The Federal Trade Commission has ordered Illumina to divest cancer screening company Grail, arguing the $8bn acquisition would damage competition in the US market for life-saving cancer tests.
The decision reverses an earlier ruling by an administrative law judge in favour of the deal and marks the latest setback to the San Diego-based company’s efforts to diversify into the nascent market for multi-cancer early detection tests.
The US antitrust regulator issued an opinion and order on Monday, which found Illumina’s decision to buy Grail, a company that it had initially spun out in 2016, would diminish innovation in the domestic market for the oncology tests while increasing prices and decreasing choice and quality of tests. It rejected Illumina’s claim that the acquisition would accelerate the rollout of Grail’s oncology tests and save lives, noting the company’s projections were “vague, self-serving, and unsupported”.
“This is extremely concerning given the importance of swiftly developing effective and affordable tools to detect cancer early,” said the FTC in a statement.
Illumina said it intends to file a petition for review promptly with a US Court of Appeals and will seek expedited treatment of the appeal. The FTC’s order to unwind the acquisition will be automatically stayed pending appeal, said the company.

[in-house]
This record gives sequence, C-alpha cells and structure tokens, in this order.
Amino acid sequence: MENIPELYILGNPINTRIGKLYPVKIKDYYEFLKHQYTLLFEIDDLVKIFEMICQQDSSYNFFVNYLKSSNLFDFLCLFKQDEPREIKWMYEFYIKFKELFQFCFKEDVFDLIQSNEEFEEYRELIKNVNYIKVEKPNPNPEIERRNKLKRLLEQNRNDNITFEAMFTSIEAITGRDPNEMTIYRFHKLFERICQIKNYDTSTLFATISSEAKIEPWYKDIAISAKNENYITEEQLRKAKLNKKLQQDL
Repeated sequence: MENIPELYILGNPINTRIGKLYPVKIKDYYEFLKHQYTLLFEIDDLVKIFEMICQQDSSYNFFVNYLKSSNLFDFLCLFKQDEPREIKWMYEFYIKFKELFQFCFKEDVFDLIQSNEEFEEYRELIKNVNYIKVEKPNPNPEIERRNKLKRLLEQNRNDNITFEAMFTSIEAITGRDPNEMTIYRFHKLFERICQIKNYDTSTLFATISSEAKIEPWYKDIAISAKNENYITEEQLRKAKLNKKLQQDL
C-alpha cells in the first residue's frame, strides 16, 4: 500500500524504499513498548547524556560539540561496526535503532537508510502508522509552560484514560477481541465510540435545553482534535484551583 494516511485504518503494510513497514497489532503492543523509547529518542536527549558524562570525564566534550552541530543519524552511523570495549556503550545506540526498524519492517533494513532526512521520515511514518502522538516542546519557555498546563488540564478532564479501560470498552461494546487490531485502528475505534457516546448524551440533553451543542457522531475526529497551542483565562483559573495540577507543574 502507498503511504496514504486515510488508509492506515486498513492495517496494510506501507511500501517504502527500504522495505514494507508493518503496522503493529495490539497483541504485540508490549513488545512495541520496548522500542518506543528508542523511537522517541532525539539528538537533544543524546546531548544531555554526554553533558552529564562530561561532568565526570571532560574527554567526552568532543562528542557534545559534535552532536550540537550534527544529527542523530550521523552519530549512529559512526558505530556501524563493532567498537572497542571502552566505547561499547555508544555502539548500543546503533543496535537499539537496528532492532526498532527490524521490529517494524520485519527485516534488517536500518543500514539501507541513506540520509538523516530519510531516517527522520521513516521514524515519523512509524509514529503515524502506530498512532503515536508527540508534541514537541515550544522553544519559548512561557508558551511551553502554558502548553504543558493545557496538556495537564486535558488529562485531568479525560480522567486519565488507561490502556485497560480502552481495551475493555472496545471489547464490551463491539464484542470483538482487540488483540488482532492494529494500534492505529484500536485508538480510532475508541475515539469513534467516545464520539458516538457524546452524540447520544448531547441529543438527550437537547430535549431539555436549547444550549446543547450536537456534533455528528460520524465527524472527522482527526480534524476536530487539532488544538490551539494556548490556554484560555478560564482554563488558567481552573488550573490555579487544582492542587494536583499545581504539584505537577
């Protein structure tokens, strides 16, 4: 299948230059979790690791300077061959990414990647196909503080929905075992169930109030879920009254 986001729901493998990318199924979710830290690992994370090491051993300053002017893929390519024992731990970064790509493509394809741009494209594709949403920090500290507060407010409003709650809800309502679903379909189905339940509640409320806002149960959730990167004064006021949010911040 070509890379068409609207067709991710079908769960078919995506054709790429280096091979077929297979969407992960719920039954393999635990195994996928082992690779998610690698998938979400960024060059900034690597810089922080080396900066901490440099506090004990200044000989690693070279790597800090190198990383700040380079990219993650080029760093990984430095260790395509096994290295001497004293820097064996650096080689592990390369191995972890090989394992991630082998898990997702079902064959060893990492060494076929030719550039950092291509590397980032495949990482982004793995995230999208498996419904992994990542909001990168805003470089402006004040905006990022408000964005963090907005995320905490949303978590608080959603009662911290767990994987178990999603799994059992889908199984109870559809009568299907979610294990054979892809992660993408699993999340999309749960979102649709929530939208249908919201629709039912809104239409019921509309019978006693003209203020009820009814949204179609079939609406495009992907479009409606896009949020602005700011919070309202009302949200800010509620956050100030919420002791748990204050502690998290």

The ruling by the FTC follows a similar move by European regulators aimed at unpicking Illumina’s purchase of Grail. The world’s biggest gene sequencing company made a contentious decision to close its acquisition of Grail in August 2021 despite opposition from the European Commission and FTC.
The commission is expected to fine Illumina up to 10 per cent of its annual turnover and issue a final divestment order shortly.
Illumina’s battle with antitrust regulators has sparked a proxy battle with activist investor Carl Icahn, who claims the deal cost Illumina up to $50bn in market value.
On Monday, Icahn reiterated his criticism of Illumina’s decision to close the Grail deal and repeated his call for the removal of the chief executive, Francis deSouza.
“We believe it is unconscionable that the board of directors still entrusts Mr deSouza with running our potentially great company. During his tenure, not only has the company lost $50bn of shareholder value but many of his talented executives have left or are in the process of leaving,” said Icahn in a letter to shareholders.
In September, an administrative law judge sided with Illumina over the acquisition of Grail, which had argued the deal would not hurt competition. The FTC opinion and order on Monday override that ruling.